What happens when the launch of a software product rebuild is delayed due to feature parity? How can an organisation rebuild a software product the right way, and minimise opportunity costs as well as technology risks?


To adapt to rapidly changing markets, organisations must enhance their established products as well as exploring new product offerings. When the profitability of an existing product is limited by Discontinuous Delivery, a rewrite should be considered a last resort. However, it might become necessary if a meaningful period of code, configuration, and infrastructure rework cannot achieve the requisite deployment throughput and production reliability.

Rebuilding a software product from scratch is usually a costly and risky one-off project, with little attention paid to customer needs. Replicating all the features in an existing product will take weeks or months, and there may be a decision to wait for feature parity before customer launch. It can be a while before Continuous Delivery becomes a reality.

The production cutover will be a big bang migration, with a high risk of catastrophic failure. The probability and cost of cutover failure can be reduced by Decoupling Deploy From Launch, and regularly deploying versions of the new product prior to launch.

The Gamez rebuild

For example, a fictional Gamez retail organisation has an ecommerce website. The website is powered by a monolithic application known as eCom, which is hosted in an on-premise data centre. Recently viewed items, gift lists, search, and customer reviews are features that are often praised by customers, and believed to generate the majority of revenue. eCom deployments are quarterly, production reliability is poor, and data centre costs are too high.

There is a strong business need to accelerate feature delivery, and a rewrite of the Gamez website is agreed. The chosen strategy is a rip and replace, in which the eCom monolith will be rebuilt as a set of cloud-native services, hosted in a public cloud provider. Each service is intended to be an independently testable, deployable, and scalable set of microservices, that can keep pace with market conditions.

There is an agreement to delay customer launch until feature parity is achieved, and all eCom business logic is replicated in the services. Months later, the services are deemed feature complete, the production cutover is accomplished, and the eCom application is turned off.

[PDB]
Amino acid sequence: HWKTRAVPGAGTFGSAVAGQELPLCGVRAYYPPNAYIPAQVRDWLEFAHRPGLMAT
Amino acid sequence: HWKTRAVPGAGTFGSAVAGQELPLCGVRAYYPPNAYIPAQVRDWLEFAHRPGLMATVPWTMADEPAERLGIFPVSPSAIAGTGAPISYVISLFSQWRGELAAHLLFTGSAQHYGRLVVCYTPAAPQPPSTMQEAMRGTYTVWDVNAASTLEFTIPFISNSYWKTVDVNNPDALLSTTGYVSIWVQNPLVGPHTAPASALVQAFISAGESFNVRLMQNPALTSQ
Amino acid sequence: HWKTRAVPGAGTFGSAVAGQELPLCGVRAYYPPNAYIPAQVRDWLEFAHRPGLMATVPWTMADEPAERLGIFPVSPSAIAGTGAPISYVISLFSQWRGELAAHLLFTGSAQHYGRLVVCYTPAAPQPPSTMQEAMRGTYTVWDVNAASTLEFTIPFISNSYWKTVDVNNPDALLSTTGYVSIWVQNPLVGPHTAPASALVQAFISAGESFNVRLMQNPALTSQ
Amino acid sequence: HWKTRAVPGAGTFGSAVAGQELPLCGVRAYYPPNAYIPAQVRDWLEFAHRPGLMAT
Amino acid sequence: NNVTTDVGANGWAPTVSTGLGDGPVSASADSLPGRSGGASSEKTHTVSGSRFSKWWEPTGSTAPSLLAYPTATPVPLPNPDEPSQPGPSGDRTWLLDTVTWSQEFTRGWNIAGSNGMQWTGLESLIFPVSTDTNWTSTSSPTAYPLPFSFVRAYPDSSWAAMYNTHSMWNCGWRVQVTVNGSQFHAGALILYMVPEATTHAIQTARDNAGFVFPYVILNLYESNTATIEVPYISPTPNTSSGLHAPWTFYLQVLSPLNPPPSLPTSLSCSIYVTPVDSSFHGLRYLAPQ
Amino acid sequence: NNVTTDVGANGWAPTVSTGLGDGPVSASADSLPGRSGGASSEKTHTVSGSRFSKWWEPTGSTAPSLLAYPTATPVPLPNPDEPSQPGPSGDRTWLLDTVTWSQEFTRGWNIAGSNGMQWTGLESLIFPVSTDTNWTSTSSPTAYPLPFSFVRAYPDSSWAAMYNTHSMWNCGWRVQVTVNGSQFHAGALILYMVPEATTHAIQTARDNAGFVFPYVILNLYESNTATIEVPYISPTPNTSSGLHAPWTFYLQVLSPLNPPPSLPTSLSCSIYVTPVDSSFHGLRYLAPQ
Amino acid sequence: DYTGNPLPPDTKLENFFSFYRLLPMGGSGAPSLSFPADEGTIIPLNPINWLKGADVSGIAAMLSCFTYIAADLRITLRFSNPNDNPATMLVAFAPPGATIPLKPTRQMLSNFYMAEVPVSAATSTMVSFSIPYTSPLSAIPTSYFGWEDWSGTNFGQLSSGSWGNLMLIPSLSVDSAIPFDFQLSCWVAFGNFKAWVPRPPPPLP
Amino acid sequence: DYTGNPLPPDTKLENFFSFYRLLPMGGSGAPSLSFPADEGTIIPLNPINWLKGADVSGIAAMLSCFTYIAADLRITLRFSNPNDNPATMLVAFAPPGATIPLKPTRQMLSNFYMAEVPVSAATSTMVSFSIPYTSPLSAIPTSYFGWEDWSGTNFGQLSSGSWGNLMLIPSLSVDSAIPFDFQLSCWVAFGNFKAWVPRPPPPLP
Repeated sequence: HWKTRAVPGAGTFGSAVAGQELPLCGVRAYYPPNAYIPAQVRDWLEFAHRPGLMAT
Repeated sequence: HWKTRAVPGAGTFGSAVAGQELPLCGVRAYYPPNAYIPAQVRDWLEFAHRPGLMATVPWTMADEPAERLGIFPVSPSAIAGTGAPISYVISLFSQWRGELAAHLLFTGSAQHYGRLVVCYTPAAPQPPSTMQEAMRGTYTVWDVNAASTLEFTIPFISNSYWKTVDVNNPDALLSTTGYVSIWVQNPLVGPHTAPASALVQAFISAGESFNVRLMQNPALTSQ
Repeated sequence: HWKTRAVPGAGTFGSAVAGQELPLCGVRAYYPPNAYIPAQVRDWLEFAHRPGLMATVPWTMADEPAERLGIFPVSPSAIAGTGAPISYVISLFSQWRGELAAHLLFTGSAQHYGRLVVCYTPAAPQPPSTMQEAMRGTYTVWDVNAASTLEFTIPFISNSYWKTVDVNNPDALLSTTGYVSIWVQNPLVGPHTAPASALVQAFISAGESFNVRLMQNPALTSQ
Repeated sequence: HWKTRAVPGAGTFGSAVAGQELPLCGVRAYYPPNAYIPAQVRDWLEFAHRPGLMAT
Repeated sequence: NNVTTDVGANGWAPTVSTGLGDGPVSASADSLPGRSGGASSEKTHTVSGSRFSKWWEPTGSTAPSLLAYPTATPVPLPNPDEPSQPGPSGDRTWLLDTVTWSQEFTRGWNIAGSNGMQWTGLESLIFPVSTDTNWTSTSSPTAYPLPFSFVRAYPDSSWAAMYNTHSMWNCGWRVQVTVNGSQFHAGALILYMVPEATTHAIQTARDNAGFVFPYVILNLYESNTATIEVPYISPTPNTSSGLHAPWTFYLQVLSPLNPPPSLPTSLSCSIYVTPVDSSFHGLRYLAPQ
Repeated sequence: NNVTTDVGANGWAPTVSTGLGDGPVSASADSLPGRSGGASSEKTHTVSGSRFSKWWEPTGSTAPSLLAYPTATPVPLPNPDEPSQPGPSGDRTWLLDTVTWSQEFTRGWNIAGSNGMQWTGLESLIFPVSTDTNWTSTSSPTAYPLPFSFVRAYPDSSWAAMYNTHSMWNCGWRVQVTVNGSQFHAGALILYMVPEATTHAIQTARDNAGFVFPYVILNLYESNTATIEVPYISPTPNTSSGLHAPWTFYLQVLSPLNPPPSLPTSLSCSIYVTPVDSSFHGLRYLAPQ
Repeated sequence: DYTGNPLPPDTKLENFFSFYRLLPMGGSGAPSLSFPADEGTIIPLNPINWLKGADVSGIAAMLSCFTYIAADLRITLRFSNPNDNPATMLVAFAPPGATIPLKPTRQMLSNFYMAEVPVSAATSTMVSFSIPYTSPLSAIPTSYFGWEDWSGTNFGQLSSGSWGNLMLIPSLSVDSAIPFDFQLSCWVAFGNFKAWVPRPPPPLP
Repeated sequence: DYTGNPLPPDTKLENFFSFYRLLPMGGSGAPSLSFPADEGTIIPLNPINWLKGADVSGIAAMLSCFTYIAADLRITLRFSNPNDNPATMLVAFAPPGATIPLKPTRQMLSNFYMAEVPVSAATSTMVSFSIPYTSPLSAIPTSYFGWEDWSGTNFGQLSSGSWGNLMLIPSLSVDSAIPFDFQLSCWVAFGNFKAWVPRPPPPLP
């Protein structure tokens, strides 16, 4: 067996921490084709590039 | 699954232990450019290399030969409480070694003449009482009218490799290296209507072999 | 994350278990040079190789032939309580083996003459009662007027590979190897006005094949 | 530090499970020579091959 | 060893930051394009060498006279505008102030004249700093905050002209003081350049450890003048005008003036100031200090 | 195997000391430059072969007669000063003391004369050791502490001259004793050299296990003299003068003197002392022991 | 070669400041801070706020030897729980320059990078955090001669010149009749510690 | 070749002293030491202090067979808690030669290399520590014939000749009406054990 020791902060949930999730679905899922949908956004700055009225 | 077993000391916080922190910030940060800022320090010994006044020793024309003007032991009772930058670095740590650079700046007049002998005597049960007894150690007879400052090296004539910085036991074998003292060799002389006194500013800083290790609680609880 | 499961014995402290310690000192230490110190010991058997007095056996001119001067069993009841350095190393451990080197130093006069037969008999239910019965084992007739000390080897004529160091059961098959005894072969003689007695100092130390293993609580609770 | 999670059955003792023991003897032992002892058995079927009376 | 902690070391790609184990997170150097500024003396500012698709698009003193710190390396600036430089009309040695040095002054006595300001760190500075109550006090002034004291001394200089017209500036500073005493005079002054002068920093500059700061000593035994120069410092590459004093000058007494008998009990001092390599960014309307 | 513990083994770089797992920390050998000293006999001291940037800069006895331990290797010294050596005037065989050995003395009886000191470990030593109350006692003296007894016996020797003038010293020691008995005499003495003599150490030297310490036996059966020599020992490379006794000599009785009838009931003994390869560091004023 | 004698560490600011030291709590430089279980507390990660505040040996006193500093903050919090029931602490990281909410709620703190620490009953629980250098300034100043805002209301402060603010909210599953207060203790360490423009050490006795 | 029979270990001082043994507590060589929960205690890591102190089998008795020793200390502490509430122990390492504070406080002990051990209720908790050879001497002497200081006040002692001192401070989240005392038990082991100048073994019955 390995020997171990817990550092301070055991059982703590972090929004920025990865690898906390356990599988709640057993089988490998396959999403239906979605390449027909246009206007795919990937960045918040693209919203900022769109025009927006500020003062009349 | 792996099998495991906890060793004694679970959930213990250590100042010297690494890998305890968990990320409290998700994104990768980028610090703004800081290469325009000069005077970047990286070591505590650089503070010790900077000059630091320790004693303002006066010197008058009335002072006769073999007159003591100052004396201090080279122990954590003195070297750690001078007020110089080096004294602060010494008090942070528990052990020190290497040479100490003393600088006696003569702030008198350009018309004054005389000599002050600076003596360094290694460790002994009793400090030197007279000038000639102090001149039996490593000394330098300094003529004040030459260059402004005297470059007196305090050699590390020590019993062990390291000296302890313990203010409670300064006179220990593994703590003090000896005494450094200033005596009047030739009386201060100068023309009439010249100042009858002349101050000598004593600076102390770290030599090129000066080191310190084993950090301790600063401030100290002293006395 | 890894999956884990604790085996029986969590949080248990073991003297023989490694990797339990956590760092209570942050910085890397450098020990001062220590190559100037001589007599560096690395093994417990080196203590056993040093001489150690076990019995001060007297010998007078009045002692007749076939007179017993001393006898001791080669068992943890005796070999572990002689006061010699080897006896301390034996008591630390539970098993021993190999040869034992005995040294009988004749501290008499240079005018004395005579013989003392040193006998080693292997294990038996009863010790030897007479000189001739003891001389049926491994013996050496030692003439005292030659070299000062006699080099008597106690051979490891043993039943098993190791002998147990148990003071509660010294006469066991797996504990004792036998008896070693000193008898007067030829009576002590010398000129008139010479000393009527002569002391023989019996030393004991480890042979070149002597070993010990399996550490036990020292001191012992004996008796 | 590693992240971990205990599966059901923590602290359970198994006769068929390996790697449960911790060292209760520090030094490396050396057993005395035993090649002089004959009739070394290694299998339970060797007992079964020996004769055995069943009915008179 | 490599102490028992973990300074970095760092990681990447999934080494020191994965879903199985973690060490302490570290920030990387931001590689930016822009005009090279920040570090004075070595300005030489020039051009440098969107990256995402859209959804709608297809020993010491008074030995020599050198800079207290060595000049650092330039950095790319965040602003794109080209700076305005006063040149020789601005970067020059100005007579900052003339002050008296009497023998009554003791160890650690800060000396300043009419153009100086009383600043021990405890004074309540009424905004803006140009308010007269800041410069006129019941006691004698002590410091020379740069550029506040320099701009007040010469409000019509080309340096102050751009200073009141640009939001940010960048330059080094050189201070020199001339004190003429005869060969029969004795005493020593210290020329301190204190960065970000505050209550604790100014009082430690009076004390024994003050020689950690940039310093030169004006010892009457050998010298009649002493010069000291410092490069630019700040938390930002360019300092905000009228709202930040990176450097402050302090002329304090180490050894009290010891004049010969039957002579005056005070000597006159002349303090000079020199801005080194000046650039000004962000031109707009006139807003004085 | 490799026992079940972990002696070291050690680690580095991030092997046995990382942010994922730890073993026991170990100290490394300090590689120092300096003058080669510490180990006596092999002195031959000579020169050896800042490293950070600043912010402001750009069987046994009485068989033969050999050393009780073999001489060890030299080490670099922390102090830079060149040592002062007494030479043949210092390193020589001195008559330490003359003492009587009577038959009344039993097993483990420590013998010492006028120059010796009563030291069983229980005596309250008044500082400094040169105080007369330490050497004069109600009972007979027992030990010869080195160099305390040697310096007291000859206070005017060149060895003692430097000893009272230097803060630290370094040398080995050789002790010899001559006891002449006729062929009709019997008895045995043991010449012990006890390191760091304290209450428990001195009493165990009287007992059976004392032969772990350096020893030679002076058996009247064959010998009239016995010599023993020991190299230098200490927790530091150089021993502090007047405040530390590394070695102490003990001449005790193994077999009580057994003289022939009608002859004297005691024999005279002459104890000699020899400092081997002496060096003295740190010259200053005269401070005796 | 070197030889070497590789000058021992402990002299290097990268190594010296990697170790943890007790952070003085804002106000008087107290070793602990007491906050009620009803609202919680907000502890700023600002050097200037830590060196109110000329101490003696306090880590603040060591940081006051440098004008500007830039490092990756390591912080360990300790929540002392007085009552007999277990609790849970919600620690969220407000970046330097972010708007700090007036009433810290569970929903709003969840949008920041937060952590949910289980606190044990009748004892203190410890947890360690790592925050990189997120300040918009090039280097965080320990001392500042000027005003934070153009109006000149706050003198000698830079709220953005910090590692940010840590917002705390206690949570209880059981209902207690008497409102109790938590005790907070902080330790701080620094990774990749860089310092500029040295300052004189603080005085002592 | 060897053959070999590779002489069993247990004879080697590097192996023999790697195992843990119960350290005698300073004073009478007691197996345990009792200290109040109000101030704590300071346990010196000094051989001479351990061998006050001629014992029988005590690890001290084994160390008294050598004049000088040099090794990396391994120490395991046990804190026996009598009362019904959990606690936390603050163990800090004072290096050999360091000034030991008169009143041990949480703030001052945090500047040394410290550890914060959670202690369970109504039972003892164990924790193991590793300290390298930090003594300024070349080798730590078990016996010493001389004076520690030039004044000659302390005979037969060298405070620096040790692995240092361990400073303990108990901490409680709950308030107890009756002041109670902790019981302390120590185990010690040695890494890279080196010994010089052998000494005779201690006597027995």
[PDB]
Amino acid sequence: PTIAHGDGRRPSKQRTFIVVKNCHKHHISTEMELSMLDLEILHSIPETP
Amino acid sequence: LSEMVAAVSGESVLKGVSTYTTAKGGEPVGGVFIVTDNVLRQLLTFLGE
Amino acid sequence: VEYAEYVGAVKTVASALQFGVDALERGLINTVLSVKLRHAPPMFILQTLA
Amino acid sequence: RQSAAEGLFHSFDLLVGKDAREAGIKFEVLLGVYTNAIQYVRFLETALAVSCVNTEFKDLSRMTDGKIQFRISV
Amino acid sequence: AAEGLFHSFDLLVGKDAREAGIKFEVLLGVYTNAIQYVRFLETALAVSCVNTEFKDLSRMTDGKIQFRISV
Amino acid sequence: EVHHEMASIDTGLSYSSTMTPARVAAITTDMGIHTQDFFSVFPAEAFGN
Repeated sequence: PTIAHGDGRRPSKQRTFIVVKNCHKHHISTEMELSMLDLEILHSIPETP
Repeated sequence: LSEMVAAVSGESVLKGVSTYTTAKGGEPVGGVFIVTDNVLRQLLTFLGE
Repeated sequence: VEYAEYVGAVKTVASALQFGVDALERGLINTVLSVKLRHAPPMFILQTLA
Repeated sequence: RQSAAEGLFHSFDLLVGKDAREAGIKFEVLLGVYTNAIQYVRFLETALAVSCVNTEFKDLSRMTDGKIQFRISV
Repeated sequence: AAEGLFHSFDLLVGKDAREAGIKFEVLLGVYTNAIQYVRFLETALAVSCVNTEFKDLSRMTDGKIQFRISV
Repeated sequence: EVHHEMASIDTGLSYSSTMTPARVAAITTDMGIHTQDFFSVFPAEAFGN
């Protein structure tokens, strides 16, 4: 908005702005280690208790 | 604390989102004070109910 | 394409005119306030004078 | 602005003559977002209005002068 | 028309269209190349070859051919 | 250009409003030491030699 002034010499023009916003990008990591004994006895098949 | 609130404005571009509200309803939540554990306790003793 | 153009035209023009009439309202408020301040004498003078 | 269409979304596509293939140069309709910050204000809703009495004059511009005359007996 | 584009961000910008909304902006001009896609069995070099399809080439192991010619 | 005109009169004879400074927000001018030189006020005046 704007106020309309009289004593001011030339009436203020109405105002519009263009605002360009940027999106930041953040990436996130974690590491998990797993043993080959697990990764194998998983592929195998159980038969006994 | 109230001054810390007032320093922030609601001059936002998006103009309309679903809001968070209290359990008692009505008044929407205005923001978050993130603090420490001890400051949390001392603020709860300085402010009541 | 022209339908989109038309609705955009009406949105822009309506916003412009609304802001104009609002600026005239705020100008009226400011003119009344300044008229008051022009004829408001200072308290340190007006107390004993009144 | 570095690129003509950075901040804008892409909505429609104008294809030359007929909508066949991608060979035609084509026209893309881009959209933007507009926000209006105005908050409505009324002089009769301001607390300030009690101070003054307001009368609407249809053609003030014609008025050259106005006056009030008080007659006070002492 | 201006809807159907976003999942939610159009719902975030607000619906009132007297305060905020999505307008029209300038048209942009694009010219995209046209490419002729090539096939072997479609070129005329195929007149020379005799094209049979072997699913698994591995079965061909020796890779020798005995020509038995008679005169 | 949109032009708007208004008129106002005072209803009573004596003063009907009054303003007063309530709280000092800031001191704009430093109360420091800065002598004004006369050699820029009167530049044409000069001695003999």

The feature parity fallacy

Feature parity is a fallacy. Rebuilding a software product with the same feature set is predicated on the absurd assumption that all existing features generate sufficient revenue to justify their continuation. In all likelihood, an unknown minority of existing features will account for a majority of revenue, and the majority of existing features can be deferred or even discarded.

The main motivation for rebuilding a software product is to accelerate delivery, validate product hypotheses, and increase revenues as a result. Waiting weeks or months for feature parity during a rebuild prolongs Discontinuous Delivery, and exacerbates all the related opportunity costs that originally prompted the rewrite.

Back at Gamez, some product research conducted prior to the rebuild is unearthed, and it contains some troubling insights. Search generates the vast majority of website revenue. Furthermore, product videos is identified as a missing feature that would quickly surpass all other revenue sources. This means a more profitable course of action would have been to launch a new product videos feature, replace the eCom search feature, and validate learnings with customers. An opportunity to substantially increase profitability was missed.

Strangler Fig

Rebuilding a software product right means incrementally launching features throughout the rebuild. This can be accomplished with the Strangler Fig architectural pattern, which can be thought of as applying the Expand and Contract pattern at the application level.

Strangler Fig means gradually creating a new software product around the boundaries of an existing product, and rebuilding one feature at a time until the existing product is no more. It is usually implemented by deploying an event interceptor in front of the existing product. New and existing features are added to the new software product as necessary, and user requests are routed between products. This approach means customers can benefit from new features much sooner, and many more learning opportunities are created.

Using the Strangler Fig pattern would have allowed Gamez to generate product videos revenue from the outset. At first, a customer router microservice would have been implemented in front of the eCom application. It would have sent all customer requests to eCom bar product videos, which would have gone to the first microservice. Later on, search and customer review services would have been replaced the same eCom functionality.

Case studies

  1. The Road To Continuous Delivery by Michiel Rook details how Strangler Fig helped a Dutch recruitment company replace its ecommerce website
  2. Strangulation Pattern Of Choice by Joshua Gough describes how Strangler Fig allowed a British auction site to replace its ecommerce website
  3. Legacy Application Strangulation Case Studies by Paul Hammant lists a series of product rewrites made possible by Strangler Fig
  4. How to Breakthrough the Old Monolith by Kyle Galbraith visualises how to slice a monolith up into microservices, using Strangler Fig
  5. Estimation Is Evil by Ron Jeffries mentions how incremental launches would have benefitted the eXtreme Programming (XP) birth project Chrysler C3, rather than a yearlong pursuit of feature parity